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Iran First

Iran First

In your Tuesday edition of Signal, Alex Kliment wrote about ongoing protests in Iran. A few more thoughts on this subject.


Two factors driving the protests might surprise you: The nuclear deal and government transparency.

First, the nuclear deal raised expectations in Iran that years of sanctions and hardship were over. But…

  • Most of the post-deal financial gains have gone to boost Iran’s oil production, not the well-being of ordinary citizens.
  • Oil prices are at $67 per barrel this week, down from $115 in 2014. Given the supply swell enabled by technological advances in production, we may never again see $100 oil.
  • Iran still faces some sanctions, and threats of new penalties block foreign investment.

Second, President Hassan Rouhani’s drive for greater transparency has given citizens a closer look at what’s in the government budget. They see…

  • sharp cuts in subsidies that will make food and fuel more expensive
  • a 40% cut to the government’s cash transfer program, which will see more than 30 million people lose their coverage
  • more money for an aggressive foreign policy.

Why, the protesters ask, aren’t Iran’s leaders directing cash toward those who need it most? Reform of subsidies becomes necessary in every developing country, but dashed expectations and new hardships are a combustible combination. Rouhani has moved forward with belt-tightening before most of Iran’s people have seen much benefit from his presidency.

It’s especially hard to forecast the intensity and stamina of a protest movement that lacks central leadership, but unless something dramatic and unexpected happens, this one poses little threat to Iran’s leaders. If necessary, the Supreme Leader will order a crackdown, and security forces will follow orders.

But this is another challenge for leaders who still base their legitimacy on a revolution (in 1979) that fewer and fewer Iranians are old enough to remember.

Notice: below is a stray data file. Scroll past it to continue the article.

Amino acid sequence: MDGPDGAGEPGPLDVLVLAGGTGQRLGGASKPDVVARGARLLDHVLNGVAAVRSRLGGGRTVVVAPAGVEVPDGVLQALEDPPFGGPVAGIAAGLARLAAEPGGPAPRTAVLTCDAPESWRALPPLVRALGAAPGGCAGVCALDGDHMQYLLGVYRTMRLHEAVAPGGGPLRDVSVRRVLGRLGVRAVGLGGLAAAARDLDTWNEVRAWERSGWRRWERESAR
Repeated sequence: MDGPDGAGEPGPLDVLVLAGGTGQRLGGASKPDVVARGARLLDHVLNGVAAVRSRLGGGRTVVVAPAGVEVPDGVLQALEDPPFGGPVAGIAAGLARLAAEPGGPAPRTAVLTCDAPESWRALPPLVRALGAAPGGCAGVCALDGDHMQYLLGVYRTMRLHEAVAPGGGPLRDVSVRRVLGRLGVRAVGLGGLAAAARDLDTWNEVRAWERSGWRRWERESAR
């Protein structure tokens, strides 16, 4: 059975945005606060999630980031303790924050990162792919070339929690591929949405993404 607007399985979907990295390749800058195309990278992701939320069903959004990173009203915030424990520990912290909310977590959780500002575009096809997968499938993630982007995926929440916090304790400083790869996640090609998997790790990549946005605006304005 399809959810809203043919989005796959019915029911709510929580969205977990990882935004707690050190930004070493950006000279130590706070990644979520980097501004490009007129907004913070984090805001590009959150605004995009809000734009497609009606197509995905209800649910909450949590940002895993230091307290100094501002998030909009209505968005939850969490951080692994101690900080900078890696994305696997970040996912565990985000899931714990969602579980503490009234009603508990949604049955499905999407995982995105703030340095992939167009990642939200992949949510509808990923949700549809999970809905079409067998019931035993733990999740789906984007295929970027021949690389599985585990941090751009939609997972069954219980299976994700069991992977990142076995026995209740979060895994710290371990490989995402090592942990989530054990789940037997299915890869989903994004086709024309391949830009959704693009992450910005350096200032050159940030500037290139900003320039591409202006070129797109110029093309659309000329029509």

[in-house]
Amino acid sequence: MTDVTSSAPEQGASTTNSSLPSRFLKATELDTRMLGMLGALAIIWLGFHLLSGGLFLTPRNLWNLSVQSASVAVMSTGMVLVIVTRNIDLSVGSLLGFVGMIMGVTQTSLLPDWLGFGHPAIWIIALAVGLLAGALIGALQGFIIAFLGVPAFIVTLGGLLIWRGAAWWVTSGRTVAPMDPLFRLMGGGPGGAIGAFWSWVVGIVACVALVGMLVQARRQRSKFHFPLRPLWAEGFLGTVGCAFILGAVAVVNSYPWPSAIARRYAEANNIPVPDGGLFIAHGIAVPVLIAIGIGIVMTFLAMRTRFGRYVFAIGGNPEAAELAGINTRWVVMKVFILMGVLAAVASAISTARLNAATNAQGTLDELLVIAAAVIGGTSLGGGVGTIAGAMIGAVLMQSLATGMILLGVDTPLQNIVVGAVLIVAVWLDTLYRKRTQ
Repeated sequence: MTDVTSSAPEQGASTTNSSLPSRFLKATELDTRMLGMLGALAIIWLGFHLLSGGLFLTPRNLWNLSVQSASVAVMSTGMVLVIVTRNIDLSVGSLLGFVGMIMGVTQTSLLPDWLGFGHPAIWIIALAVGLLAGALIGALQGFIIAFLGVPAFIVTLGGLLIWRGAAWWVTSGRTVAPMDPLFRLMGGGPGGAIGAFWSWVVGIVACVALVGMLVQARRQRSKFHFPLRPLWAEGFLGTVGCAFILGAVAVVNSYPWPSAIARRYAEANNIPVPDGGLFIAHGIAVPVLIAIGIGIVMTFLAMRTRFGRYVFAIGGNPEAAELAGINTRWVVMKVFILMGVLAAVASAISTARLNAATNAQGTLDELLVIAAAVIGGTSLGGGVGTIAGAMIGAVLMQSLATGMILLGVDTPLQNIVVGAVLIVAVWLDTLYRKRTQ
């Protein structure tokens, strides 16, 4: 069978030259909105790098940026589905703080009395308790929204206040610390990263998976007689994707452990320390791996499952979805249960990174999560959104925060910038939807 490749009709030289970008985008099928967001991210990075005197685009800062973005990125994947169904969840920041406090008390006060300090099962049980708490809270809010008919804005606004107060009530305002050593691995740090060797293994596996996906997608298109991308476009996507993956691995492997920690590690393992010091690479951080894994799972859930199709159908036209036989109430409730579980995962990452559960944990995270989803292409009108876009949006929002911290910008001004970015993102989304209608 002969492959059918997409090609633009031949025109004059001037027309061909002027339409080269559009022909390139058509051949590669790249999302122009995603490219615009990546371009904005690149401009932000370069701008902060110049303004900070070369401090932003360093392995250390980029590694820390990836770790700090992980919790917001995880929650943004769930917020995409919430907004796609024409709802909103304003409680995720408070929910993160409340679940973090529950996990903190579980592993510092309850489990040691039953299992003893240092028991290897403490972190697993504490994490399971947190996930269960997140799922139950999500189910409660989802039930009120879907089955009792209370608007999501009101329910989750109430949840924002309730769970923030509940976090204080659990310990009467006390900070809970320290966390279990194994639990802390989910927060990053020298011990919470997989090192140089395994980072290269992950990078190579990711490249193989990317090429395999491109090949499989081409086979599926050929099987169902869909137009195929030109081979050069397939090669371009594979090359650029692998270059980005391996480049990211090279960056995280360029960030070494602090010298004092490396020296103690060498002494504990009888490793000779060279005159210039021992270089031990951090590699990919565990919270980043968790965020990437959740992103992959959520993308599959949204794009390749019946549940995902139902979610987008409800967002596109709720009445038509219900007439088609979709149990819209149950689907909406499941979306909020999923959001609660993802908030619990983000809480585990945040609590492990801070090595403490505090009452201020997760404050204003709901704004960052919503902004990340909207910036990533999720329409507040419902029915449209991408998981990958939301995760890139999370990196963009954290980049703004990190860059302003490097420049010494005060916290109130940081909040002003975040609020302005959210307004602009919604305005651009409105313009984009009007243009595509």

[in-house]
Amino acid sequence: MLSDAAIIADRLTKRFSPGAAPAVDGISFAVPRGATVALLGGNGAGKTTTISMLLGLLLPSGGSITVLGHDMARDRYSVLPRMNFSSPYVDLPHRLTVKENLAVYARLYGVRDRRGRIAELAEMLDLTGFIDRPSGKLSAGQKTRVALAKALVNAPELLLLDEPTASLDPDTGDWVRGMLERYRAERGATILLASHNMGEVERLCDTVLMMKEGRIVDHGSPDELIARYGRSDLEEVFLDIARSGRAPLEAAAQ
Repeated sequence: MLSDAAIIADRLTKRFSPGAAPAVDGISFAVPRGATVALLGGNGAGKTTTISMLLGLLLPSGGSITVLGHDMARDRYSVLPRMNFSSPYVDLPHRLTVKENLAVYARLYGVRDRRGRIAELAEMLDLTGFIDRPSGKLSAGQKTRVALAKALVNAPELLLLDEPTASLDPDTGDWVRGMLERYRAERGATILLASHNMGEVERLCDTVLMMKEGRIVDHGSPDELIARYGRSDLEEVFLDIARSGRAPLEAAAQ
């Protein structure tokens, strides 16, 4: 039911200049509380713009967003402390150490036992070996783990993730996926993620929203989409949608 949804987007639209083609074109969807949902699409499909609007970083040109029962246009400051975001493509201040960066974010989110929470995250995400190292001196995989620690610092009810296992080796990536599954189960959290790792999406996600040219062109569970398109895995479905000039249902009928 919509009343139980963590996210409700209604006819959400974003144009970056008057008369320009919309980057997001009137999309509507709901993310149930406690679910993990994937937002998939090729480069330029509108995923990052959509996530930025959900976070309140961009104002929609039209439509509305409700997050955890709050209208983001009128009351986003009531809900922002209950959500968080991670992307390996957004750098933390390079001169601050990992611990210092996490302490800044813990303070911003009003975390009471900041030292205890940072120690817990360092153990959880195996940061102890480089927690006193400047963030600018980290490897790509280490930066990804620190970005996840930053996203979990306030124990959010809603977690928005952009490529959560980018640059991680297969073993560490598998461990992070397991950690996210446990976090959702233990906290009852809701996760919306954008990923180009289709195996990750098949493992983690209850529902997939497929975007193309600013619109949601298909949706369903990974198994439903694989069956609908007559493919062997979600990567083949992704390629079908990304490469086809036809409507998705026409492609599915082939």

Empathy and listening are key to establishing harmonious relationships, as demonstrated by Callista Azogu, GM of Human Resources & Organization for Nigerian Agip Oil Company (NAOC), an Eni subsidiary in Abuja. "To build trust is very difficult. To destroy it is very easy," says Callista, whose busy days involve everything from personnel issues to union relationships. She sees great potential for her native Nigeria not only because of the country's natural resources, but because of its vibrant and creative people.

Learn more about Callista in this episode of Faces of Eni.

For the world's wealthiest nations, including the United States, the rollout of COVID-19 vaccine has been rocky, to say the least. And as a result, much of the developing world will have to wait even longer for their turn. Part of the challenge, World Bank President David Malpass says, is that "advanced economies have reserved a lot of the vaccine doses." Malpass sat down with Ian Bremmer recently to talk about what his organization is doing to try to keep millions around the world from slipping deeper into poverty during the pandemic. Their conversation was part of the latest episode of GZERO World.

Saturday will mark the beginning of an historic turning point for European politics as 1,001 voting members of Germany's Christian Democratic Union, the party of Chancellor Angela Merkel, hold an online conference to elect a new leader.

Here are the basic facts:

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For the first time in twenty years, extreme poverty around the world is growing. How does the developing world recover from a pandemic that has brought even the richest nations to their knees? David Malpass, the President of the World Bank, is tasked with answering that question. He joins Ian Bremmer on GZERO World to talk about how his organization is trying to keep the developing world from slipping further into poverty in the wake of a once-in-a-century pandemic.

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Watch more PUPPET REGIME here.

The GZERO World Podcast with Ian Bremmer. Listen now.

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